Ottawa, Ontario and Gatineau, Quebec are border cities. They exist on either sides of the Ottawa River. And yet, 2017 data from the Canada Mortgage and Housing Corporation revealed that there’s about a $450 per month rent spread on the average two-bedroom apartment in these two cities. The average rent on the Ontario side was $1,232 per month; whereas the average rent on the Quebec side was $782 per month.
Now, Ottawa is bigger. The city has a population of about 934,243 (2016); whereas Gatineau is about 276,245 (2016). Ottawa is also the nation’s capital, and so the center of gravity is firmly toward the former. But the border is also very porous. Google Maps is telling me that you can walk from downtown Ottawa to downtown Hull (Gatineau) in 30 minutes. So why then is there such a rent disparity?
Is there a language barrier? Is it because income taxes are higher in Quebec? Or is it something else? Interesting.
Photo by Marc-Olivier Jodoin on Unsplash
Happy to give you context on the Ottawa vs Gatineau differences some time.
Mainly the tax disparity (can easily be $400 a month difference in income), travel across can be quite a hassle as there are only a few bridges that funnel everyone across (If you bike or walk it is fine but a lot of gov’t offices are moving to the suburbs of Ottawa), and I think a lot of Ontarians – especially those who don’t speak french – are scared to make the jump with the possibility of losing Ontario health care, changing plates, changing license, etc and all the hassles that come with moving provinces. However a lot of people don’t realize a lot of things are cheaper on the Quebec side – car and home insurance, rent, houses, hydro, etc which makes the numbers more or less even out. There is also the physical divide – I know lots of people who have moved there and come back because “none of their friends would visit them”. It does feel like a huge task to get across especially in winter.
That being said a lot of people move to Ottawa because of access to outdoors – as did I from Toronto last year, and I see a huge movement of young professionals (early 30s) moving up to areas like Chelsea and Wakefield in Quebec, which border Gatineau park where most houses are on a forested acre+, but its still a very quick trip to the city. I’ve just purchased one myself. I think most people who want to take advantage of things in Quebec are willing to move further than Hull, and live in areas that have more of a community vibe. There is a huge development happening in Chelsea right now, it was in the news a couple of weeks ago. The village is meant to mirror dutch planning. The house prices seem obnoxious to me compared to what else is available in the area (I’ll take the acre of forest and 1970’s viceroy over a townhouse with tiny yard any day), but people are willing to pay to become a part of the movement I guess.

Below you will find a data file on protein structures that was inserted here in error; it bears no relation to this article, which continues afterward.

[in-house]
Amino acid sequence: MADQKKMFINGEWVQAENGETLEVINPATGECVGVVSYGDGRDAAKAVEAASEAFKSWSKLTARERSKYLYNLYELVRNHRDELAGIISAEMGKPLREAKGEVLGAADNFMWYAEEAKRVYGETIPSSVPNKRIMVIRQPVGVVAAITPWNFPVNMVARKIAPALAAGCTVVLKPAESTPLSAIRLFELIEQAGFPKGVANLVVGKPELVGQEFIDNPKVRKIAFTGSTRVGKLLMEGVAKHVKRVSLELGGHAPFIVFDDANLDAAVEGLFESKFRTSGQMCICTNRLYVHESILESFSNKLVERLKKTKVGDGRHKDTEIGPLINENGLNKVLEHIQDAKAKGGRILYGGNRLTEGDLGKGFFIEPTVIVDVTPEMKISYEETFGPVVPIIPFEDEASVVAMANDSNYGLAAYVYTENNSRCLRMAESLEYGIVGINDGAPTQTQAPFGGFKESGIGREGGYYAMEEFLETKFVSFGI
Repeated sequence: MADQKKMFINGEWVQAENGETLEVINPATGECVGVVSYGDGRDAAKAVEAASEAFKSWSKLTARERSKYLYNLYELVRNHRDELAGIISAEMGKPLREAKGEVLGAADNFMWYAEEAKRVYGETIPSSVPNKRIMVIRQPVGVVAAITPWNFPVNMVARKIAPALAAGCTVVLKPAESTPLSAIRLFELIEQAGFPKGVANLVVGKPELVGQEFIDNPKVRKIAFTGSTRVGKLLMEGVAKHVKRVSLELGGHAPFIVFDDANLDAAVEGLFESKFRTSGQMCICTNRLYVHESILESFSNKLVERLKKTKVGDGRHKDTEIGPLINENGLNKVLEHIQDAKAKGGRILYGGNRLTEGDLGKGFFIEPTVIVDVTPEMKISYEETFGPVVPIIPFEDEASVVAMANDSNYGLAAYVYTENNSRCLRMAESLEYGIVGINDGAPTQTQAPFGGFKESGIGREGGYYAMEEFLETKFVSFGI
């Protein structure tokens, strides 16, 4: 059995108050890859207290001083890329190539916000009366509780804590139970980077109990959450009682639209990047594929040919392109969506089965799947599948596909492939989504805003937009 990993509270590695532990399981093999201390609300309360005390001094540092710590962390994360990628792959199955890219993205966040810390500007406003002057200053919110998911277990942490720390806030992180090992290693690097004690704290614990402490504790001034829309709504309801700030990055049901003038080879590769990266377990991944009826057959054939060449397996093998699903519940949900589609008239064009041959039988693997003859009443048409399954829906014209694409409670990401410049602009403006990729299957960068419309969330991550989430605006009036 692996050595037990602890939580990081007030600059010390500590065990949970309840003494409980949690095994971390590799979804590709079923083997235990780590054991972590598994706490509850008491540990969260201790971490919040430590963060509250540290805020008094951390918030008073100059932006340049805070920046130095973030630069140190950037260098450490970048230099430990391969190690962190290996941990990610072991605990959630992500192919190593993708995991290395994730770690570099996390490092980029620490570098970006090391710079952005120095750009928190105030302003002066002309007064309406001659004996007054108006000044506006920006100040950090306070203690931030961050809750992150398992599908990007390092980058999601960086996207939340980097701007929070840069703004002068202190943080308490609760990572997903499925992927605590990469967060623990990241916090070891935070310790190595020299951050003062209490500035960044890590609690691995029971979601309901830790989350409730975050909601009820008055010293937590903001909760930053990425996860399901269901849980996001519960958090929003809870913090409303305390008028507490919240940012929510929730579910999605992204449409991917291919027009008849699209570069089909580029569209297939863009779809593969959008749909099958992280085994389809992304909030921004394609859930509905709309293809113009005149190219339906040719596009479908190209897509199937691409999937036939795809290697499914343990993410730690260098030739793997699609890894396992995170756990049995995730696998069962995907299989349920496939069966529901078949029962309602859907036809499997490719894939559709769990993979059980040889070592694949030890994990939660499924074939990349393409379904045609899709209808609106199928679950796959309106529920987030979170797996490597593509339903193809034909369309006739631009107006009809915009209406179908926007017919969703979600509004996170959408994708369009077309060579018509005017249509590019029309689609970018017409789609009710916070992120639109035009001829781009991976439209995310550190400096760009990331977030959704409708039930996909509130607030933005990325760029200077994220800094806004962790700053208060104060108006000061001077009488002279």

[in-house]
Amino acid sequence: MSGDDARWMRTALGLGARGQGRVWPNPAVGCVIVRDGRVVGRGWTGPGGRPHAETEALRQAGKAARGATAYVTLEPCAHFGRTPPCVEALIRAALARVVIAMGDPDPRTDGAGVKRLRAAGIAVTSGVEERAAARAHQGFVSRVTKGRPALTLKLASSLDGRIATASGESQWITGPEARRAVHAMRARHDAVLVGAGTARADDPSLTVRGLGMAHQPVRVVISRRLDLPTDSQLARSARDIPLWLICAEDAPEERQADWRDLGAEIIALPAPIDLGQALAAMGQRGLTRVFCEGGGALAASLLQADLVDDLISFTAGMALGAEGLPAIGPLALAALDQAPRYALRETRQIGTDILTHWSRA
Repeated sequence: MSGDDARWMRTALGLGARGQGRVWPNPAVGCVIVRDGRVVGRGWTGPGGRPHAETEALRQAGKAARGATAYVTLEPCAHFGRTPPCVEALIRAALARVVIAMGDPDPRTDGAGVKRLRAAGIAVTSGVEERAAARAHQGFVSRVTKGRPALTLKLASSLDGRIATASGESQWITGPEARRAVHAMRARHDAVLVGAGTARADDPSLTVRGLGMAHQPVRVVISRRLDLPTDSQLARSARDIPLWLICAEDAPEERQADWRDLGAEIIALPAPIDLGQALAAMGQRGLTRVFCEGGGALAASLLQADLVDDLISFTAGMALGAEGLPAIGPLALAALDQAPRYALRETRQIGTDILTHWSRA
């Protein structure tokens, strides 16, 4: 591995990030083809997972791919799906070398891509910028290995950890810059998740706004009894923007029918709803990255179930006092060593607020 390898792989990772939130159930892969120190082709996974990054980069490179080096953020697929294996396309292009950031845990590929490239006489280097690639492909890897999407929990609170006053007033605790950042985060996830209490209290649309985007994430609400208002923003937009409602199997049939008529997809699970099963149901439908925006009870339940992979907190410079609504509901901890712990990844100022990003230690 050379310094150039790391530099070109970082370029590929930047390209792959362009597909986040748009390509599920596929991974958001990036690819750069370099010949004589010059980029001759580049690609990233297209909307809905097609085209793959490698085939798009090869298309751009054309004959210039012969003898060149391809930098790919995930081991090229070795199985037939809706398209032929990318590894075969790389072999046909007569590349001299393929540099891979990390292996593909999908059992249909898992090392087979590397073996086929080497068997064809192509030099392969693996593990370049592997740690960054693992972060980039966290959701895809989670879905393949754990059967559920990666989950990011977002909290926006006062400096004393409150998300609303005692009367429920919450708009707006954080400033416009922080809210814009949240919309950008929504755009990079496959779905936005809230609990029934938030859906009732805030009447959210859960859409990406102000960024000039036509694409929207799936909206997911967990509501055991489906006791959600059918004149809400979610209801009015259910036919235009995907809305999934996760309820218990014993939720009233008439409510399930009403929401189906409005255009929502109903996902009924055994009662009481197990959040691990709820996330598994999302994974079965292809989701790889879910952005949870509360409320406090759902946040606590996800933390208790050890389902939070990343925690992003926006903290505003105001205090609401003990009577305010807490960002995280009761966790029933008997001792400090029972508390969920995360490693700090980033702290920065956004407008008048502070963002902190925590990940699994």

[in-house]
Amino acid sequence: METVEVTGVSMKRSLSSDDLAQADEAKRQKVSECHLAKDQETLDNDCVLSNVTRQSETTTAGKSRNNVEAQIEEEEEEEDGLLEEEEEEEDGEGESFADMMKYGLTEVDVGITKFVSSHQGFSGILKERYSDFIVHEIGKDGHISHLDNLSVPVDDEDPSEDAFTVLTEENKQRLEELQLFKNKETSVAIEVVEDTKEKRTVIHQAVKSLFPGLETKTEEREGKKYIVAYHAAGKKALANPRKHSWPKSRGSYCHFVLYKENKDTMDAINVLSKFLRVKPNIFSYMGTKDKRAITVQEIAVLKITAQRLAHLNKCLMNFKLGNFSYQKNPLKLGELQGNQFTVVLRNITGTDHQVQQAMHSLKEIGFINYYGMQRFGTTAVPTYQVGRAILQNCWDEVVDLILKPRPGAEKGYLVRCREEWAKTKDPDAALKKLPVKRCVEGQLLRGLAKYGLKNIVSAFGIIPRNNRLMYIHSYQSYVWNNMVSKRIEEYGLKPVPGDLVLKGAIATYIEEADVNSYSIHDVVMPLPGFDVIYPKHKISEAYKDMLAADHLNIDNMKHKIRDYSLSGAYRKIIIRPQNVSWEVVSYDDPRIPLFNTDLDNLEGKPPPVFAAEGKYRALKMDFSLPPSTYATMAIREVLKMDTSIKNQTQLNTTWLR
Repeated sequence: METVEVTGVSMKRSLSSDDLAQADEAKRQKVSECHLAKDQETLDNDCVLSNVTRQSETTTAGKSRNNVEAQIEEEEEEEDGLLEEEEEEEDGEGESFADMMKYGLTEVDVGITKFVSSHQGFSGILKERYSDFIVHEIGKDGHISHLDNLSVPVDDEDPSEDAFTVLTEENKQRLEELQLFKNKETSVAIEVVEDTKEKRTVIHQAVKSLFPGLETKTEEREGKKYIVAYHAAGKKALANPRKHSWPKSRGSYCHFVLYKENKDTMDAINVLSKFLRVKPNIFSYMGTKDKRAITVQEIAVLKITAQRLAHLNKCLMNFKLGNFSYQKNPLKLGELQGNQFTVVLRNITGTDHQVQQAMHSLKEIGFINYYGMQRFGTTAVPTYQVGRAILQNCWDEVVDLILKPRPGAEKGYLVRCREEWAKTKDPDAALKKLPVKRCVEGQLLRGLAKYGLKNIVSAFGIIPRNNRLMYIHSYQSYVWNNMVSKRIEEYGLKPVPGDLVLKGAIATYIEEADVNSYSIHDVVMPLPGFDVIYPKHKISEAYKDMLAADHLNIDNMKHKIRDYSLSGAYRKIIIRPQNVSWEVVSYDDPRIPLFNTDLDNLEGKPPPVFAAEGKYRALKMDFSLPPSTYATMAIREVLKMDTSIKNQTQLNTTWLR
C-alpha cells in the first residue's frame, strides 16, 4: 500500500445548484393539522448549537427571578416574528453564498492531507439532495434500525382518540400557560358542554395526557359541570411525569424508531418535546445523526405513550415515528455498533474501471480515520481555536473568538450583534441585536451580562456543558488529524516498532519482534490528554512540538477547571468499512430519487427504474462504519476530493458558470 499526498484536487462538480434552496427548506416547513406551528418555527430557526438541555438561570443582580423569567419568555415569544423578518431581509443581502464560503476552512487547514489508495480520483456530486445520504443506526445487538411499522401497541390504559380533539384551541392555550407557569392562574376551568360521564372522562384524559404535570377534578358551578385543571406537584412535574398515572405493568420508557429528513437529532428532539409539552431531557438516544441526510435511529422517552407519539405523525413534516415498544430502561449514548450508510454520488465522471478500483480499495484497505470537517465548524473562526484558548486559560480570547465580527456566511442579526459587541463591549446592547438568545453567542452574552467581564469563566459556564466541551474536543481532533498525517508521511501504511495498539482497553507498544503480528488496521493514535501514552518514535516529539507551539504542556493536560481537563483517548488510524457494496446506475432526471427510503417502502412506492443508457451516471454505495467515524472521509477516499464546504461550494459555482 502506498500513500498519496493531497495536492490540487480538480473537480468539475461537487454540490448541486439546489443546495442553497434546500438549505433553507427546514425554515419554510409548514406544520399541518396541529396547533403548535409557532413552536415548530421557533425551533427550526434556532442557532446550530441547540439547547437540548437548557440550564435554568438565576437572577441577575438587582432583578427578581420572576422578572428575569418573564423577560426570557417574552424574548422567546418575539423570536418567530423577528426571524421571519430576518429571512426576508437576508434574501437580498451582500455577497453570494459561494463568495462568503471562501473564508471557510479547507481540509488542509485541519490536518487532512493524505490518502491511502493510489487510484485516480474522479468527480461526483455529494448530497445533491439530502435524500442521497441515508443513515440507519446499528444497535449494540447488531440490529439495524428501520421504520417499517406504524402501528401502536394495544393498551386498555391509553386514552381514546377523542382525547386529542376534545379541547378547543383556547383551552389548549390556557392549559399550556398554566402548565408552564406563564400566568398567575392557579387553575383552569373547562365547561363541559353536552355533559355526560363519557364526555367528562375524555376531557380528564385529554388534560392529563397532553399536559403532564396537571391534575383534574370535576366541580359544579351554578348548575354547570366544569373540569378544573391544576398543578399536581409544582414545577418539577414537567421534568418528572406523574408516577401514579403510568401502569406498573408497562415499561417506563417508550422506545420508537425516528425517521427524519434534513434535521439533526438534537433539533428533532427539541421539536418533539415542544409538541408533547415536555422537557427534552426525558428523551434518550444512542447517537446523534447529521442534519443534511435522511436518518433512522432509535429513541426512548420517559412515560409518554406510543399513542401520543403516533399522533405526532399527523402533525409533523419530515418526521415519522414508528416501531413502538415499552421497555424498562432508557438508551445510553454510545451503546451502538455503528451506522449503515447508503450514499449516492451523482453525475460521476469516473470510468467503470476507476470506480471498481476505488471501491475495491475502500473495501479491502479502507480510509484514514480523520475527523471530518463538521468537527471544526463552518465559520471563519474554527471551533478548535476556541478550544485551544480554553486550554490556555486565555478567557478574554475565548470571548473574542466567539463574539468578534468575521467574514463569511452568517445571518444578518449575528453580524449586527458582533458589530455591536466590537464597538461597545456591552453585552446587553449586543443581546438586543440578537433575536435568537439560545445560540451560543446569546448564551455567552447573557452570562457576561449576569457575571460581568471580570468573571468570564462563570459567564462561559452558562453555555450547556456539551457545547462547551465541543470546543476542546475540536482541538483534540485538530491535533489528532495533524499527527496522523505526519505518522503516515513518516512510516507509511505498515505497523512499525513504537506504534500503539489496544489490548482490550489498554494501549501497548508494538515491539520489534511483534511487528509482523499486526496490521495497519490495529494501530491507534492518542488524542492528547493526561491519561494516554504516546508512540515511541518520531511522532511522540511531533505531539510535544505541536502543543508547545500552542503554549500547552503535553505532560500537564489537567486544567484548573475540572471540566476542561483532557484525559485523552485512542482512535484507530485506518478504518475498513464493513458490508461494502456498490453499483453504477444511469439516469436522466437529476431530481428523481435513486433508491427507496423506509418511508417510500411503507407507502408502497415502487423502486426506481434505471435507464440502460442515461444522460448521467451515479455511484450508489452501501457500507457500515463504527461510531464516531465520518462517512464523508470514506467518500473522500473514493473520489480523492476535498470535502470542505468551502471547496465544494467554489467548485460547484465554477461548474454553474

Anyway you will find tons of discussion on the subject on Reddit, which I have read through many times while I was mulling over the decision to make the move.
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Having lived in both places I can support the comments Sarah just made. As well the housing quality in Gatineau is not as good as Ottawa generally speaking and neither are the neighbourhoods. I too lived a rural existence just above Gatineau because the community itself offered very little if anything but the landscape offered quite a lot. It took just 20 minutes to drive to the Ottawa market which is about the only place in Ottawa that has a pulse.
The community project Sarah referred to in Chelsea has been under dialogue forever (if it is the same one I am thinking about.) No matter where or what you build many will object. Chelsea is very small and romantic and a large development of course threatens to change its character no matter how sustainable and green it purports to be.
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“No matter where or what you build many will object.”